Lithuanian parliament to return to name-spelling issue in May

DELFI / Tomas Vinickas

“I can say that the party’s board decided two days ago to again submit the bill to the Seimas, and the submission should take place in May. Let’s see, which politicians are in support and which are against,” Butkevičius told Znad Wilii Polish-language radio on Wednesday morning.

Two alternative bills have been submitted to the parliament so far on regulation of spelling of first and last names in documents.


Initiated by the Social Democrats, the bill suggests allowing the original spelling in letters of the Latin alphabet on the main page of the passport, while the alternative only allows it on an additional page.

Polish politicians in Lithuania and their supporters in Warsaw have repeatedly urged Lithuania to allow Polish characters, for instance, w, in the spelling of Polish last names in documents. Supporters of the amendments maintain they would be important for Lithuanian females married to foreigners.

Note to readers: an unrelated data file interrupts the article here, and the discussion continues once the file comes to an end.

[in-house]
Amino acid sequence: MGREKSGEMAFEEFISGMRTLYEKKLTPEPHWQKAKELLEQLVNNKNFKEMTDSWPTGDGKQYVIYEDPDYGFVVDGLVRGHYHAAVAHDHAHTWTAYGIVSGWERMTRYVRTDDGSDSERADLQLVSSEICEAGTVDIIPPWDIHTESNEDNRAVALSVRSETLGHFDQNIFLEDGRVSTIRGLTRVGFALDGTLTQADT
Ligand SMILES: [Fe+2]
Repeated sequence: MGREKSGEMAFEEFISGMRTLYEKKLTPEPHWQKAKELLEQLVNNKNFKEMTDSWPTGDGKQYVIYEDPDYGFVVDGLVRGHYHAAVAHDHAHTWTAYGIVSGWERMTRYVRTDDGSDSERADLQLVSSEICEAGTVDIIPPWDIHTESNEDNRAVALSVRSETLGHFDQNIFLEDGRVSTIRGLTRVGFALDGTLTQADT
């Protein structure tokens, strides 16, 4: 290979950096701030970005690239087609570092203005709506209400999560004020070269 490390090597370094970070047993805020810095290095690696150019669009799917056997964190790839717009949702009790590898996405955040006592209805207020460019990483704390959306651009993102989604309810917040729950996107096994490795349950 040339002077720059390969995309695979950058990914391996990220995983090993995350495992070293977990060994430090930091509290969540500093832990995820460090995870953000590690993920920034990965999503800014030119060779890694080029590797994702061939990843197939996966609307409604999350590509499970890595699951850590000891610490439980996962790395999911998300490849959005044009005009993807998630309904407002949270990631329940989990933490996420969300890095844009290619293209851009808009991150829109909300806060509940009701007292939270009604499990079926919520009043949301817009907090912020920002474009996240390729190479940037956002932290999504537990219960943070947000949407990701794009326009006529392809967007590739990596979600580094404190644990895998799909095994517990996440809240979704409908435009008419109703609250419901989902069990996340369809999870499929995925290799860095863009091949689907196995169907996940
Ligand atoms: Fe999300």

Meanwhile, critics say the spelling scheme would undermine the Constitutional status of the Lithuanian language and could lead to problems in reading the non-Lithuanian names.

In 2010, the parliament voted down the bill proposed by then prime minister Andrius Kubilius of the conservatives, which suggested allowing original spelling of names in letters of the Latin alphabet.


At a meeting with Poland’s then PM Donald Tusk in April 2014, Butkevičius pledged that the law would be adopted in May of 2014 at the latest.

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